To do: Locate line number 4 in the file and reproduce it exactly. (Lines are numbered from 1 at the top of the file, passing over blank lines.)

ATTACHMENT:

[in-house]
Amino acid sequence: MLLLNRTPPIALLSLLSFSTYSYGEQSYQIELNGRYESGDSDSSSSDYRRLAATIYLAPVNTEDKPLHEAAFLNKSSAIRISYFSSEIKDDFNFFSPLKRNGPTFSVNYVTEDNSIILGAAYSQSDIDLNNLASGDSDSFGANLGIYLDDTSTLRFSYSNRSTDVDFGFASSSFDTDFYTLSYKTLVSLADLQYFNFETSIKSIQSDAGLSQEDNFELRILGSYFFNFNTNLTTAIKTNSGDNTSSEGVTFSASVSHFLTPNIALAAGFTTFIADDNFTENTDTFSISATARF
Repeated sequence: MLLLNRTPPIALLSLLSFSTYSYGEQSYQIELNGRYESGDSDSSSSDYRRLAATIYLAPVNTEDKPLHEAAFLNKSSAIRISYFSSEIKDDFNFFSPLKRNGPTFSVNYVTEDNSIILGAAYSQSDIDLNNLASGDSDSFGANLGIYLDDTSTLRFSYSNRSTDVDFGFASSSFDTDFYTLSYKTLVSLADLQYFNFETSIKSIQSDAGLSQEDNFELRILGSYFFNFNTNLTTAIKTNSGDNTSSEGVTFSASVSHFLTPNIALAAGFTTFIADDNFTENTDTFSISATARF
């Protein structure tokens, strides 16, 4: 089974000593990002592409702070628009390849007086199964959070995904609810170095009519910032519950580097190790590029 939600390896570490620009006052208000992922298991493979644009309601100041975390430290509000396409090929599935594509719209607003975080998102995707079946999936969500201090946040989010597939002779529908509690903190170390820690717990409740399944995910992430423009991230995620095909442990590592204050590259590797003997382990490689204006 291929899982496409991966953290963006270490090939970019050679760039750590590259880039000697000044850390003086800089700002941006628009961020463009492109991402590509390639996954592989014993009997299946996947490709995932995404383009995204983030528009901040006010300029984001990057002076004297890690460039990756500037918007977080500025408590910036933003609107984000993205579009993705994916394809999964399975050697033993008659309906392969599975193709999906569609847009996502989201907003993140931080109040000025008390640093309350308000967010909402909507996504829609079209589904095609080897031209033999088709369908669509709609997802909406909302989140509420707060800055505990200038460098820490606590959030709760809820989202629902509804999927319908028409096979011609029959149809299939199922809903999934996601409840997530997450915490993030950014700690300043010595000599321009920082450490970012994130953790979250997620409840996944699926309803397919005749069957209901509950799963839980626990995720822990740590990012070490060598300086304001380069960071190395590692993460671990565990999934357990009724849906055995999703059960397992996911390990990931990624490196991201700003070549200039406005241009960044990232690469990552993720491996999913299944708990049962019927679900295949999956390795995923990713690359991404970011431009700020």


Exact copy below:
């Protein structure tokens, strides 16, 4: 089974000593990002592409702070628009390849007086199964959070995904609810170095009519910032519950580097190790590029 939600390896570490620009006052208000992922298991493979644009309601100041975390430290509000396409090929599935594509719209607003975080998102995707079946999936969500201090946040989010597939002779529908509690903190170390820690717990409740399944995910992430423009991230995620095909442990590592204050590259590797003997382990490689204006 291929899982496409991966953290963006270490090939970019050679760039750590590259880039000697000044850390003086800089700002941006628009961020463009492109991402590509390639996954592989014993009997299946996947490709995932995404383009995204983030528009901040006010300029984001990057002076004297890690460039990756500037918007977080500025408590910036933003609107984000993205579009993705994916394809999964399975050697033993008659309906392969599975193709999906569609847009996502989201907003993140931080109040000025008390640093309350308000967010909402909507996504829609079209589904095609080897031209033999088709369908669509709609997802909406909302989140509420707060800055505990200038460098820490606590959030709760809820989202629902509804999927319908028409096979011609029959149809299939199922809903999934996601409840997530997450915490993030950014700690300043010595000599321009920082450490970012994130953790979250997620409840996944699926309803397919005749069957209901509950799963839980626990995720822990740590990012070490060598300086304001380069960071190395590692993460671990565990999934357990009724849906055995999703059960397992996911390990990931990624490196991201700003070549200039406005241009960044990232690469990552993720491996999913299944708990049962019927679900295949999956390795995923990713690359991404970011431009700020």